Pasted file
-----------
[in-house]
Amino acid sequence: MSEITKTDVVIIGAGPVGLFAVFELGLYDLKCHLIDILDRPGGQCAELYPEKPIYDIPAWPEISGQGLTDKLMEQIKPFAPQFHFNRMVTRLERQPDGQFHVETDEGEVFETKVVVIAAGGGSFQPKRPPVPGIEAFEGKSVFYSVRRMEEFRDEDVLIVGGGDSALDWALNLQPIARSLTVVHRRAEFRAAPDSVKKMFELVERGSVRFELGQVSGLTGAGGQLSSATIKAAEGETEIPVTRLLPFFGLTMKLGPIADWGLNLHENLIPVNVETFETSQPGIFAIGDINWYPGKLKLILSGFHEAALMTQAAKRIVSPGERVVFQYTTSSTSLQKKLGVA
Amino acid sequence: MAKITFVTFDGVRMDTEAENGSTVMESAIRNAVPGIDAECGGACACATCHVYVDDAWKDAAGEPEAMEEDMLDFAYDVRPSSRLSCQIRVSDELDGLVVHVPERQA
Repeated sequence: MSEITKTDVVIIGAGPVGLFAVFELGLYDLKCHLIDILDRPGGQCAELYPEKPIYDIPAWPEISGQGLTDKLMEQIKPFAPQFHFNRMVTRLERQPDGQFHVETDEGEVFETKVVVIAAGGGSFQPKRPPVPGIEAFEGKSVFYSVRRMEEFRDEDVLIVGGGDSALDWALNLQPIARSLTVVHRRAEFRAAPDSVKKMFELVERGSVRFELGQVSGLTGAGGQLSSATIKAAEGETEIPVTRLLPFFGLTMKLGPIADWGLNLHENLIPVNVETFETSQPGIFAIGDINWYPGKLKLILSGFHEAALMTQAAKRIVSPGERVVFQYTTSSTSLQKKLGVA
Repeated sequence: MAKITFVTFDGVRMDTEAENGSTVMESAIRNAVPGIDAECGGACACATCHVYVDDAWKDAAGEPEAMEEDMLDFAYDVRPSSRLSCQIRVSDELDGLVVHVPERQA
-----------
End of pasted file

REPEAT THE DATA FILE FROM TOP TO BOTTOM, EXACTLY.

[in-house]
Amino acid sequence: MSEITKTDVVIIGAGPVGLFAVFELGLYDLKCHLIDILDRPGGQCAELYPEKPIYDIPAWPEISGQGLTDKLMEQIKPFAPQFHFNRMVTRLERQPDGQFHVETDEGEVFETKVVVIAAGGGSFQPKRPPVPGIEAFEGKSVFYSVRRMEEFRDEDVLIVGGGDSALDWALNLQPIARSLTVVHRRAEFRAAPDSVKKMFELVERGSVRFELGQVSGLTGAGGQLSSATIKAAEGETEIPVTRLLPFFGLTMKLGPIADWGLNLHENLIPVNVETFETSQPGIFAIGDINWYPGKLKLILSGFHEAALMTQAAKRIVSPGERVVFQYTTSSTSLQKKLGVA
Amino acid sequence: MAKITFVTFDGVRMDTEAENGSTVMESAIRNAVPGIDAECGGACACATCHVYVDDAWKDAAGEPEAMEEDMLDFAYDVRPSSRLSCQIRVSDELDGLVVHVPERQA
Repeated sequence: MSEITKTDVVIIGAGPVGLFAVFELGLYDLKCHLIDILDRPGGQCAELYPEKPIYDIPAWPEISGQGLTDKLMEQIKPFAPQFHFNRMVTRLERQPDGQFHVETDEGEVFETKVVVIAAGGGSFQPKRPPVPGIEAFEGKSVFYSVRRMEEFRDEDVLIVGGGDSALDWALNLQPIARSLTVVHRRAEFRAAPDSVKKMFELVERGSVRFELGQVSGLTGAGGQLSSATIKAAEGETEIPVTRLLPFFGLTMKLGPIADWGLNLHENLIPVNVETFETSQPGIFAIGDINWYPGKLKLILSGFHEAALMTQAAKRIVSPGERVVFQYTTSSTSLQKKLGVA
Repeated sequence: MAKITFVTFDGVRMDTEAENGSTVMESAIRNAVPGIDAECGGACACATCHVYVDDAWKDAAGEPEAMEEDMLDFAYDVRPSSRLSCQIRVSDELDGLVVHVPERQA